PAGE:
A ‘half-blood’ moon is coming to everyone (but not North America)
If you want to stare longingly at the moon this week during the 50th anniversary of the Apollo 11 moon landing, tonight is a perfect time.
For as well as seeing the Sea of Tranquility, you can also see it glowing red as a partial lunar eclipse occurs on the night-side of Earth. That means a great view for most of Asia, Africa, eastern South America, Europe, and Australasia. In fact, the only continent not to get a glimpse is North America.
Coming two weeks after a dramatic total solar eclipse in the Southern Hemisphere, this ‘half-blood’ moon will be a great opportunity to see our satellite in a different light. Not only will much of its surface become a reddish colour, but the full moon – typically far too bright to look at for more than a few seconds – will be dimmed considerably for a few hours.
Though a portion of the moon will be illuminated, it will look much odder than a crescent moon. Instead of being a familiarly sharp, curved dividing line between bright and dark, this line will be diffuse and more gently curved. That odd-looking line between the two areas is Earth’s shadow being projected on to our satellite.
The second event in the ‘eclipse season’ of July 2019 will last 5 hours and 34 minutes, with the moon turning red from 20:01 UT, reaching 65% red at 21:30 UT before returning to its normal state at 22.59 UT.
You can get the exact times for where you are by entering your nearest town here, but below are the times for ‘peak totality’ for a few key cities around the globe:
Buenos Aires: 18:30
New Delhi: 03:00 (early hours of July 17)
Hong Kong: 05:30 (early hours of July 17)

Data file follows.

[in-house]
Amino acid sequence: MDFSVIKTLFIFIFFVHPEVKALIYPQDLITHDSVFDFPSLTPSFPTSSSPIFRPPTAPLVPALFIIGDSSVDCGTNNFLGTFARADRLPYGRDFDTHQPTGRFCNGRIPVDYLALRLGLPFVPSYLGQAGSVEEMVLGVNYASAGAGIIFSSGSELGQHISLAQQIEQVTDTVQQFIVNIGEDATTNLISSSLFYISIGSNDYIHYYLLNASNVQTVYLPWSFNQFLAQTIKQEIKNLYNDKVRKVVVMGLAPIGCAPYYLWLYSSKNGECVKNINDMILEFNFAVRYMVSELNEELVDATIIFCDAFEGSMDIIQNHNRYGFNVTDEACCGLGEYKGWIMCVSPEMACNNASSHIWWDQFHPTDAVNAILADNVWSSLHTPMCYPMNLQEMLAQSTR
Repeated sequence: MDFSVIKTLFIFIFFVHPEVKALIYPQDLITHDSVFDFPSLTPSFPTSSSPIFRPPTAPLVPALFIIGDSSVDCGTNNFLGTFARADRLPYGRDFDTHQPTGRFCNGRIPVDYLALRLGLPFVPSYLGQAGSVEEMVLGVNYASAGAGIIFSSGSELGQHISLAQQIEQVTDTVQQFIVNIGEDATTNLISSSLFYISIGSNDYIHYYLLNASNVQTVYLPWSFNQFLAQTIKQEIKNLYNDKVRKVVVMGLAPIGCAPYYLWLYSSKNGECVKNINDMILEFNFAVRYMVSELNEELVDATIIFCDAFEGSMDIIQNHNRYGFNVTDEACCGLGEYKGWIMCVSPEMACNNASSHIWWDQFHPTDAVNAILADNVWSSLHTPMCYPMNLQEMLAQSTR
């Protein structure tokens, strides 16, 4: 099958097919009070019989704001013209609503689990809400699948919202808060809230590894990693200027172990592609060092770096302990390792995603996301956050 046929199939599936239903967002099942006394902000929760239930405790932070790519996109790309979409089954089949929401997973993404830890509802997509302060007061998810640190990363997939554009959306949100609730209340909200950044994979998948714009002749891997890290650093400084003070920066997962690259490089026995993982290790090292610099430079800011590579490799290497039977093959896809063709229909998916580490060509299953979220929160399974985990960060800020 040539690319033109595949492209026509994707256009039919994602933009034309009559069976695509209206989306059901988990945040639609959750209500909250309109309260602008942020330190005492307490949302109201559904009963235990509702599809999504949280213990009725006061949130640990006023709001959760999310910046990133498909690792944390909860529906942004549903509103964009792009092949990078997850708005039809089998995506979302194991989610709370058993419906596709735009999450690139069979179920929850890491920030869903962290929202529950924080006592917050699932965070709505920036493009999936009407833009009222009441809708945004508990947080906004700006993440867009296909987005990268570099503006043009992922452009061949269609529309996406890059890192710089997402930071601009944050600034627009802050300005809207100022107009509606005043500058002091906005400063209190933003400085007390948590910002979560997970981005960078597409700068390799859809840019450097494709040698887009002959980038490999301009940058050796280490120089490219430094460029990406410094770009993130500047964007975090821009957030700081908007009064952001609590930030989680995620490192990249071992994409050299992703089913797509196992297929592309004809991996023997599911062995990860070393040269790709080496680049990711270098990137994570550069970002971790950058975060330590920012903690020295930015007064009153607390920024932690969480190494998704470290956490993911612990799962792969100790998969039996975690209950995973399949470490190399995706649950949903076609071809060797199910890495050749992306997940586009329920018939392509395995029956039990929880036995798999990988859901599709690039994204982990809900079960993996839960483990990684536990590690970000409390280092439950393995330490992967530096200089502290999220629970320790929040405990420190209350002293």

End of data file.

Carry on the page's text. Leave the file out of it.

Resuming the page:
Perth: 05:30 (early hours of July 17)
What causes a ‘half-blood’ moon?
Like all planets and moons orbiting the sun, Earth casts a shadow, which extends 870,000 miles into space. Just occasionally, the moon’s orbit passes through it. Travelling at 2,288 miles per hour, the moon will first enter Earth’s penumbra – its outer, fuzzy shadow – and noticeably losing its lustre. That will already have happened by the time the moon rises as seen from the UK on Tuesday. What moon-gazers in the UK will see, however, is most of the moon passing into Earth’s umbra, its darkest central shadow. The entire event takes about five-and-a-half hours, though ‘the good bit – when the moon turns red – will be just underway as the moon rises on Tuesday.
What causes a partial lunar eclipse?
A total lunar eclipse occurs when the Sun, Earth and moon line-up and the entirety of our satellite enters Earth’s umbra, but Tuesday’s event is not a perfect alignment. Nevertheless, it’s happening because there was a perfect alignment a few weeks ago. On July 2, 2019, a total solar eclipse occurred during the day over the South Pacific, Chile and Argentina. That happened because the moon’s orbit took it through the ecliptic – the Sun’s apparent path through Earth’s sky – at the time of New Moon. The moon orbits Earth at an angle of around five degrees relative to the ecliptic, so this doesn’t happen often. However, since the moon was in perfect alignment two weeks ago, at the next full moon on Tuesday it’s still in the right place to cause a lunar eclipse at night.
What will happen after totality?
After ‘the red bit’ – the partial eclipse – the moon will return to Earth’s penumbra for just over an hour. That itself is not a particularly exciting event, but it is still a great time for looking at (and photographing) a full moon without the usual glare.
Pic credit: Gill Carter, Eclipse Evangelist, WhenIsTheNextEclipse.com